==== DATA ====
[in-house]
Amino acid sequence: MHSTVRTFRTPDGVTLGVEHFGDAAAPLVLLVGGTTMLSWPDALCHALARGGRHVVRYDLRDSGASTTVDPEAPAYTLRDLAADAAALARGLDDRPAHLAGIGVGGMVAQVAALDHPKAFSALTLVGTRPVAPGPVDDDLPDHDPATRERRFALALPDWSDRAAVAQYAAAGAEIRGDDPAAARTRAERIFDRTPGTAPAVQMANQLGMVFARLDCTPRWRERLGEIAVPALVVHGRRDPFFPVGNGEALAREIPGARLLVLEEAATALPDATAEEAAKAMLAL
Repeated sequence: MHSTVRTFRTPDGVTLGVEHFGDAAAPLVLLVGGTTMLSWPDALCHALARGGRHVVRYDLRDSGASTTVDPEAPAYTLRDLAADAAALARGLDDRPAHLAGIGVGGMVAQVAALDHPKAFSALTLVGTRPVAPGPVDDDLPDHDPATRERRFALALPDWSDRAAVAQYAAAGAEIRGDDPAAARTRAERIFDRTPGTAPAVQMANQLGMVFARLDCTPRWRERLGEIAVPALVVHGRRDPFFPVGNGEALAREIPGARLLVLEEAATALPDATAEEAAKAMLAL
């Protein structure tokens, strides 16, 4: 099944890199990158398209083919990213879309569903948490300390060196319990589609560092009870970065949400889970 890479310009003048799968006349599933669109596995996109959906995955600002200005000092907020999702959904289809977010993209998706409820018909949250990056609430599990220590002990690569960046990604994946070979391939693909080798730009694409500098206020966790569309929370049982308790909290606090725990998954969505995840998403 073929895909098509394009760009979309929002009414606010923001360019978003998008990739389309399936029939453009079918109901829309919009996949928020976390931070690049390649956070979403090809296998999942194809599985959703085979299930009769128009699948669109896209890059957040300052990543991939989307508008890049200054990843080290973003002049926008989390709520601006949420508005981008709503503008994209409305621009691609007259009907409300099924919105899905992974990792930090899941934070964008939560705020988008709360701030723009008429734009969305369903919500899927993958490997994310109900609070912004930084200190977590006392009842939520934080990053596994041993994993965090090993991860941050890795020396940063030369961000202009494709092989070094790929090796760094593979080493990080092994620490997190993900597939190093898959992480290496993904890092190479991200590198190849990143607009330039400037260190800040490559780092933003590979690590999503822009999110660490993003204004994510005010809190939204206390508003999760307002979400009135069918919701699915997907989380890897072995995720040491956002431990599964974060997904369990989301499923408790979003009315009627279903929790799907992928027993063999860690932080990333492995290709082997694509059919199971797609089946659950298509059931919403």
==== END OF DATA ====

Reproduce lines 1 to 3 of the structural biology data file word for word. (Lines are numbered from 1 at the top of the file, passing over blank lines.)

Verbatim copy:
[in-house]
Amino acid sequence: MHSTVRTFRTPDGVTLGVEHFGDAAAPLVLLVGGTTMLSWPDALCHALARGGRHVVRYDLRDSGASTTVDPEAPAYTLRDLAADAAALARGLDDRPAHLAGIGVGGMVAQVAALDHPKAFSALTLVGTRPVAPGPVDDDLPDHDPATRERRFALALPDWSDRAAVAQYAAAGAEIRGDDPAAARTRAERIFDRTPGTAPAVQMANQLGMVFARLDCTPRWRERLGEIAVPALVVHGRRDPFFPVGNGEALAREIPGARLLVLEEAATALPDATAEEAAKAMLAL
Repeated sequence: MHSTVRTFRTPDGVTLGVEHFGDAAAPLVLLVGGTTMLSWPDALCHALARGGRHVVRYDLRDSGASTTVDPEAPAYTLRDLAADAAALARGLDDRPAHLAGIGVGGMVAQVAALDHPKAFSALTLVGTRPVAPGPVDDDLPDHDPATRERRFALALPDWSDRAAVAQYAAAGAEIRGDDPAAARTRAERIFDRTPGTAPAVQMANQLGMVFARLDCTPRWRERLGEIAVPALVVHGRRDPFFPVGNGEALAREIPGARLLVLEEAATALPDATAEEAAKAMLAL